Native to temperate regions of Europe and Asia, this herbaceous biennial is a member of the aster family, Asteraceae, that also includes daisy, yarrow, and lettuce. The plants produce a rosette of leaves the first year and then in the second year grow up to 10′ tall and have a fleshy, gray-brown taproot up to 3′ long, and a green, straight smooth stem bearing large heart-shaped leaves up to 6″ long with long petioles and woolly undersides. In mid-summer purple disc flowers appear in globular, flat flowerheads. Each flowerhead is 1 to 1.5″ wide and is surrounded by an involucre of bracts that are curved to form hooks. The hooks of mature flowerheads catch on the fur of mammals and are carried to nearby areas. The fruit is a one seeded achene with a pappus of short hairs that further aid in seed dispersal and are very irritating to the eyes and mucous membranes. Greater burdock is valued as a vegetable and for its use in medicine, but can become an invasive weed that is very difficult to eradicate because of its deep taproot and abundant production of seeds. Other common names include bardane, beggar’s buttons, snake’s rhubarb, gobo, and thorny burr. The genus name, Arctium, is from the ancient Greek word arction, the name of a plant, perhaps a mullein. The specific epithet, lappa, is the Latin word meaning burr and refers to the dried flowerhead. Photo Credit Wikipedia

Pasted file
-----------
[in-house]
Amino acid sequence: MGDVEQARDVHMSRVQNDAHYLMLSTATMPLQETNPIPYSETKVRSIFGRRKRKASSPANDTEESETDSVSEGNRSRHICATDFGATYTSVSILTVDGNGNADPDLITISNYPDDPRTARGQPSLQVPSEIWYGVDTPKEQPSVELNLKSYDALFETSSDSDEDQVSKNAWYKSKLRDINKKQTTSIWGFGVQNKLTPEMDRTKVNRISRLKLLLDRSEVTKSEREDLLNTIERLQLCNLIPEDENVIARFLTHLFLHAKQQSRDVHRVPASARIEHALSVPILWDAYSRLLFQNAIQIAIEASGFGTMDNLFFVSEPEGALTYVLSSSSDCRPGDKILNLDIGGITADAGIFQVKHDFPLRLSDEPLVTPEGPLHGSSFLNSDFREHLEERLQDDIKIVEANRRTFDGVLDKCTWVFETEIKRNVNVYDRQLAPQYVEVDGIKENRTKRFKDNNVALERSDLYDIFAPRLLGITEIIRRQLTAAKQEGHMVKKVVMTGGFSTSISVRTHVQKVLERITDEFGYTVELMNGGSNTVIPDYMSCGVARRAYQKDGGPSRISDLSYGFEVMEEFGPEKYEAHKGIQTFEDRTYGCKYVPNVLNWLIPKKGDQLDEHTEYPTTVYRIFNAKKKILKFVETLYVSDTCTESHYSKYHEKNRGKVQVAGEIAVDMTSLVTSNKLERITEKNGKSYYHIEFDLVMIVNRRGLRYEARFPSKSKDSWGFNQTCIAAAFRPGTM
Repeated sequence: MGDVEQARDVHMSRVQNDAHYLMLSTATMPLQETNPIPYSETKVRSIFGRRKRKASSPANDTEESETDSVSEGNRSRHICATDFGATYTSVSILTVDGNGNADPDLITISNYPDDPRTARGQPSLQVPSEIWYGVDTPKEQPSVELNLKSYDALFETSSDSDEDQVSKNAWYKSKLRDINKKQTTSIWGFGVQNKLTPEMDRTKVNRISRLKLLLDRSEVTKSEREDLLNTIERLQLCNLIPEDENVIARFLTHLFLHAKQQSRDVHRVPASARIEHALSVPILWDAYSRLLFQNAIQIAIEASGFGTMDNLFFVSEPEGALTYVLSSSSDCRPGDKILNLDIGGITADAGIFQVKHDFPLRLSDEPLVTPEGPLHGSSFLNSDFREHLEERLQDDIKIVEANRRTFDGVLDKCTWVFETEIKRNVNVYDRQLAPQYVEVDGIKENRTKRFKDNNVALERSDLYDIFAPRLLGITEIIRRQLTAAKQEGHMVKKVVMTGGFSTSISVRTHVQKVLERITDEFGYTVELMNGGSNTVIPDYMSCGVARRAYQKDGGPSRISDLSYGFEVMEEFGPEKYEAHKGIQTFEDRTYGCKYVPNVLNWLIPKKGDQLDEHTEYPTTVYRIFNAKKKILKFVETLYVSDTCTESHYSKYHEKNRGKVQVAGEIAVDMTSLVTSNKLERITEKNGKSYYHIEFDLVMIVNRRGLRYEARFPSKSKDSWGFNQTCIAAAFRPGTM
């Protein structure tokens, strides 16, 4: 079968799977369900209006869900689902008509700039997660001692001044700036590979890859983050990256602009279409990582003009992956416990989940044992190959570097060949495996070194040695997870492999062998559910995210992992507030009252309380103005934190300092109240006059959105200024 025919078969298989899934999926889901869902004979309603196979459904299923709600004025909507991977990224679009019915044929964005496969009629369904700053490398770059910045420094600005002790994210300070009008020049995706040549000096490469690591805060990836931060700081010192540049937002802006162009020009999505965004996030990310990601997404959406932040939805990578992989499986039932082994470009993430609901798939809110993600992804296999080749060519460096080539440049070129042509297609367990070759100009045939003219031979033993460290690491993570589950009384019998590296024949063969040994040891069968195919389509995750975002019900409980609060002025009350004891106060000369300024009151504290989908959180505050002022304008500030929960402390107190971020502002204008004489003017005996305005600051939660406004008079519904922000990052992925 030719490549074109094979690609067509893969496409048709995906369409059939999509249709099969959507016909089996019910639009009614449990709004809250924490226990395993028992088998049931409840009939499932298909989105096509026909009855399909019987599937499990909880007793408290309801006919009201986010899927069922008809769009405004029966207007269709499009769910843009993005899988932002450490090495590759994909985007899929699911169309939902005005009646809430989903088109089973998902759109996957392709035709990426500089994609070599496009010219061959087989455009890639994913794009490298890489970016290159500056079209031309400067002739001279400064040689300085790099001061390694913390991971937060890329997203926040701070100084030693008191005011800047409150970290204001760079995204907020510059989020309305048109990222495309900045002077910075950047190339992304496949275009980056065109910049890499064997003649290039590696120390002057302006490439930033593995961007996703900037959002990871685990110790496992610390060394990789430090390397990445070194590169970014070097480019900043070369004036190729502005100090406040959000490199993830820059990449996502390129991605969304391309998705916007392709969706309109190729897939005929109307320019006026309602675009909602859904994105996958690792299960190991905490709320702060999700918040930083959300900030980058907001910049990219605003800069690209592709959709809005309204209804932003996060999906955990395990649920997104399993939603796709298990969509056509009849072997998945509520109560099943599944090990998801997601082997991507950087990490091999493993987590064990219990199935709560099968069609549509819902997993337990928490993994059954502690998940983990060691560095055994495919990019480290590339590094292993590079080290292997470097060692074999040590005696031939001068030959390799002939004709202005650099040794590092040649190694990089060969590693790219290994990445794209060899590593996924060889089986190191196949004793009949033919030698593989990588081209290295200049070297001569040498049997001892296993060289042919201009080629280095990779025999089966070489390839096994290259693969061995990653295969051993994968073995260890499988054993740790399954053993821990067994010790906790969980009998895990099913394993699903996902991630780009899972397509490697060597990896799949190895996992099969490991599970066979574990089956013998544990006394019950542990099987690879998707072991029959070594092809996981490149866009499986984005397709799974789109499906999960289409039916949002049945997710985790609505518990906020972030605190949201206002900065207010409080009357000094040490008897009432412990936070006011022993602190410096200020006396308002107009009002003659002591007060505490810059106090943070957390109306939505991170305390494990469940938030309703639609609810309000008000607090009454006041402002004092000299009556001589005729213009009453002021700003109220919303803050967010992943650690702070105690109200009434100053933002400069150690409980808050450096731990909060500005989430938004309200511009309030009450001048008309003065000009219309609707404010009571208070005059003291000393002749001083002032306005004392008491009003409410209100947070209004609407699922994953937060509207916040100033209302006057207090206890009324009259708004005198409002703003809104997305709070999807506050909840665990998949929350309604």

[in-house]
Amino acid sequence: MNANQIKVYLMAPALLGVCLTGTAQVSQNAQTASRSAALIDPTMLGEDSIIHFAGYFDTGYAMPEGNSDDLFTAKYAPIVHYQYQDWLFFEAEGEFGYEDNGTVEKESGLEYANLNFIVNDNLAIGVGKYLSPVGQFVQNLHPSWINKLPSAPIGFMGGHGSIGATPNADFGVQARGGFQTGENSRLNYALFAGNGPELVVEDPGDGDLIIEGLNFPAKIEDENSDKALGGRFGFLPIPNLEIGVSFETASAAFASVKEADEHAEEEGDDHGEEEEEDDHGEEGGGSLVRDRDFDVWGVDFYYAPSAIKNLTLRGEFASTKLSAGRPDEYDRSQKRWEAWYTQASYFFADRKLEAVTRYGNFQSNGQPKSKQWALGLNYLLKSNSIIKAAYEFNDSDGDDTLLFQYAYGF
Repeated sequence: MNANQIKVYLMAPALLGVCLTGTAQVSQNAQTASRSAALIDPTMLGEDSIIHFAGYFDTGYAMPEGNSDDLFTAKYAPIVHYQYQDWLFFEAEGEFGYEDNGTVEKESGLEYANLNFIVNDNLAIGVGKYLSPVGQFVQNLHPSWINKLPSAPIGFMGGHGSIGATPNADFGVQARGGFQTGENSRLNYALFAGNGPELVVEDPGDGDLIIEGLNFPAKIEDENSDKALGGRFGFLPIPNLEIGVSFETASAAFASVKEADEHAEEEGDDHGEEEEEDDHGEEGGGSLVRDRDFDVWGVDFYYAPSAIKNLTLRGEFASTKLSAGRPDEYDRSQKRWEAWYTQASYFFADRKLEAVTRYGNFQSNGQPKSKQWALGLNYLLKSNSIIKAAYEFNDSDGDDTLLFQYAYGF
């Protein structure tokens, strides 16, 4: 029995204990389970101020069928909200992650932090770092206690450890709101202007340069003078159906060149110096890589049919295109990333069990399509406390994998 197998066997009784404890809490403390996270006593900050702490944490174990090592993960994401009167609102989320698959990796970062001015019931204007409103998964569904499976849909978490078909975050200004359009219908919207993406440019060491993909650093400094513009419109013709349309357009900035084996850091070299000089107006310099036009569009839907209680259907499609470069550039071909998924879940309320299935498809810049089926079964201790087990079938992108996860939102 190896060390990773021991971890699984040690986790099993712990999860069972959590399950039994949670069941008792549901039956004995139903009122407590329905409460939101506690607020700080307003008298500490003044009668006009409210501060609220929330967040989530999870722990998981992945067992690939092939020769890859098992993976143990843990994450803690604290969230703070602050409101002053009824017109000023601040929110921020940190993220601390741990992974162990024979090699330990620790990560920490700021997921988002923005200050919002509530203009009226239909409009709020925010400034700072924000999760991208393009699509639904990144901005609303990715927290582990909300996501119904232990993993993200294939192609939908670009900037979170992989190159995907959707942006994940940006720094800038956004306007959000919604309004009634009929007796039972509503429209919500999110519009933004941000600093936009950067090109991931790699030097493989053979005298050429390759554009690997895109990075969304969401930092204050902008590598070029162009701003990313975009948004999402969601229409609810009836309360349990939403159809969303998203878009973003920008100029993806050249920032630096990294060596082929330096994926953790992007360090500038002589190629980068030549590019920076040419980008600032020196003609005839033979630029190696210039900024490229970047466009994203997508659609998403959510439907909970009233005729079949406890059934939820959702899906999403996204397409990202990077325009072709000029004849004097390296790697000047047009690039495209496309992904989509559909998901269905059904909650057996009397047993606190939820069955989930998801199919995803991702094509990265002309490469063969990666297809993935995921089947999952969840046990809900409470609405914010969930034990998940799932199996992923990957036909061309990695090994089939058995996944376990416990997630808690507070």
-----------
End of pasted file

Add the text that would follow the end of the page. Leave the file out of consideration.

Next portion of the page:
Type: Herbaceous biennial

Bloom: Heads of purple flowers in mid-summer

Size:10′ H

Light: Full sun

Soil: Nitrogen rich, humusy, consistently moist, well-drained


Hardiness: Zones 3-10

Care: Control spread by removing flowers before seed set.

Pests and Diseases: Generally healthy but susceptible to powdery mildew and root rot

Propagation: Seed

Companion Plants: Other root crops such as horseradish, onion, potato

Outstanding Selections: None available

Photo Credits: Wikipedia

By Karen